One of the authors of this study says: "Frankly, I was expecting that we’d see large temperature increases later this century with higher greenhouse gas levels and global warming . . . I did not expect to see anything this large within the next three decades. This was definitely a surprise."
The IPCC "likely" scenario says that the earth will warm by 1.8 degrees C by 2039 (3.6 degrees F). The extensive increases in heat waves and extreme temperatures in the modeling do not reflect that CO2 concentrations are increasing as rapidly or even more rapidly than the worst case scenario (see here).
The title of this discussion is bad enough, but we all have to remember that most of the climate studies today are being performed with IPCC model scenarios, this study included. The IPCC model scenarios are significantly conservative as has been shown by current impacts of climate change consistently happening faster and with more extreme impacts than the models had predicted. The graph "Global CO2 Emissions – Worst Case Scenario IPCC Models vs. Actual Emissions" shows actual CO2 emissions are higher than the IPCC A1F1 scenario. The A1F1 (the red line) is the highest emission scenario that the IPCC considers. In effect, this is the worst case scenario. Actual CO2 concentrations, from data from both major sources in the climate community (the black lines) is higher than the A1F1 worst case scenario.
What does this mean? In the short term, and especially with the way that Greenhouse gas regulations ore going on Earth today, this trend will continue. And by the short term, I mean climatologically. This short term would be for at least the next decade. Remember, the time frame for climate discussions, the amount of time that it takes something to happen with climate – including emissions mitigations effects – starts in decadal time.
Now the big trouble with not acting quickly on regulating greenhouse gases of course is feedback mechanisms. The longer we wait to react, the greater the impacts that feedback mechanisms will have. This means that our efforts to control global warming will need to be greater than we have anticipated if we continue to delay action.
Compounding this concept, the track record of the world for addressing climate change through greenhouse gas mitigation is appallingly bad. We have almost universally not met Kyoto goals, or flatly refused to acknowledge the Kyoto protocol in the case of the largest greenhouse gas polluter, far larger than China – the United States.
Greenhouse gases warm the atmosphere. Greenhouse gas emissions only incrementally add to the greenhouse gas burden. Our annual emissions, relative to the load of greenhouse gases in the atmosphere that is actually doing the warming, are exceedingly small.
In fact, greenhouse gas emissions cuts promised by the developed world by 2020 to 2030 amount to only one half of one percent of the load of greenhouse gases in our atmosphere that are actually doing the warming. The chance that the world will make greenhouse gas emissions cuts that make a difference in the short term ( climate change short term) is almost zero.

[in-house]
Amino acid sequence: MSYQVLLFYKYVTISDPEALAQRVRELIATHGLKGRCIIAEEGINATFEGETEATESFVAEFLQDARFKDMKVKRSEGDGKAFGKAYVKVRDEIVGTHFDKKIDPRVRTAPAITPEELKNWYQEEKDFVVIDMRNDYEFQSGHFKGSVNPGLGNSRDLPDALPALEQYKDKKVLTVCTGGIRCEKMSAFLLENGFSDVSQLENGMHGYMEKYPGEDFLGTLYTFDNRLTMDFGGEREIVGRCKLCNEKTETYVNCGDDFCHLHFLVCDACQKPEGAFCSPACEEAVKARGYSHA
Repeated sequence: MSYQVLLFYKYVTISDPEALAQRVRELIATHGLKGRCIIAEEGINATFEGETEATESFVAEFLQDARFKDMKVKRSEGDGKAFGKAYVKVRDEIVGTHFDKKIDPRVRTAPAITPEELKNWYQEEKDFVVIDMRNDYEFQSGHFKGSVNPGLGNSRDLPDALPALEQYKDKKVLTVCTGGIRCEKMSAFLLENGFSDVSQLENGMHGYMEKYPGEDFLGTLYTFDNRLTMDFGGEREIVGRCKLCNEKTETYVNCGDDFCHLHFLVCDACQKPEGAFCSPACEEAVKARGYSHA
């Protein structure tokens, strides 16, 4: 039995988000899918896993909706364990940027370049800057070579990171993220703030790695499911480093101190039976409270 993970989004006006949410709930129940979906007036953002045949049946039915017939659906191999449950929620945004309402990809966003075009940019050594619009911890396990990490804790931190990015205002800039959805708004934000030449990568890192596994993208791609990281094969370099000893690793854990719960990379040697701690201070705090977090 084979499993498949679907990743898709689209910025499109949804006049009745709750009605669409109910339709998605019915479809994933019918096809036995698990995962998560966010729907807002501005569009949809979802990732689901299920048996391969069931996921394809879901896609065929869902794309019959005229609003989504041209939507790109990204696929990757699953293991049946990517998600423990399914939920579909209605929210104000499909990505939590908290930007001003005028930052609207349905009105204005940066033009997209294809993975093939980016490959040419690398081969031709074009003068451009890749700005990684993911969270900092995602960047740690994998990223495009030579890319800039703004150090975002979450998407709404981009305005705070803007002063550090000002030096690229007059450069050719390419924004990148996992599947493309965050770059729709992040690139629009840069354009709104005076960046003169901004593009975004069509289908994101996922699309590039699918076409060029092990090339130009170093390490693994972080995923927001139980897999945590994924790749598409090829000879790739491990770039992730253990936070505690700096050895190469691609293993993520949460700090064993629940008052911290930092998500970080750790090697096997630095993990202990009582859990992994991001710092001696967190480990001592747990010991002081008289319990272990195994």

What this means is that our emissions will continue to outpace the worst case IPCC scenario and that difference, unless we make extraordinary emissions cuts much sooner than it appears anything will happen, will continue to grow.
Looking at Diffenbaugh and Ashfaqs paper in Geophysical Research Letters, they say that the longest heat wave that occurred between 1951 and 1999 will happen three to four times between 2010 and 2020. These heat waves will increase in the 2020 to 2030 decade happening 8 times in the American West and 4 times in the East. The paper also notes that there will be increased variance in the north central U.S.
The 95% temperature exceedance, that is the number of days that will be hotter than it is during the hottest five percent of the year (18 days), during the decade 2020 to 2039 will be exceeded 30 over most of the nation and in Texas to 52 days. Which is to say that the number of extremely hot days will more than double.
Based on their work, Diffenbaugh and Ashfaq tell us that dangerous global warming could occur before the commonly accepted 2 degrees C threshold is met. But most alarming, the authors stick to the old science. They do not start their models at today’s concentrations of greenhouse gases, nor do they consider the world’s trajectory of increase since the A1B scenario was formulated in 2000 with the third IPCC Report.
The A1B scenario uses CO2 emissions that are 4 percent greater than the average, so it is a worse than usual case to start with. But the actual emissions today are twice as bad as the A1B scenario, and do I need to say it again – worse than the worst case scenario.
The report paper ends "…the response to a given GHG stabilization target is likely to be greater than to the equivalent concentrations within the [modeling] tested here. Although accurate decadal-scale climate prediction represents a significant challenge (e.g., [Meehl et al., 2009]), the intensification of hot extremes reported here suggests that constraining global warming to 2 °C above pre-industrial conditions may not be sufficient to avoid dangerous climate change."
Diffenbaugh and Ashfaq, Intensification of hot extremes in the United States, Geophysical Research Letters, July 2010, (in-press).
Diffenbaugh and Ashfaq, Intensification of hot extremes in the United States, Geophysical Research Letters, July 2010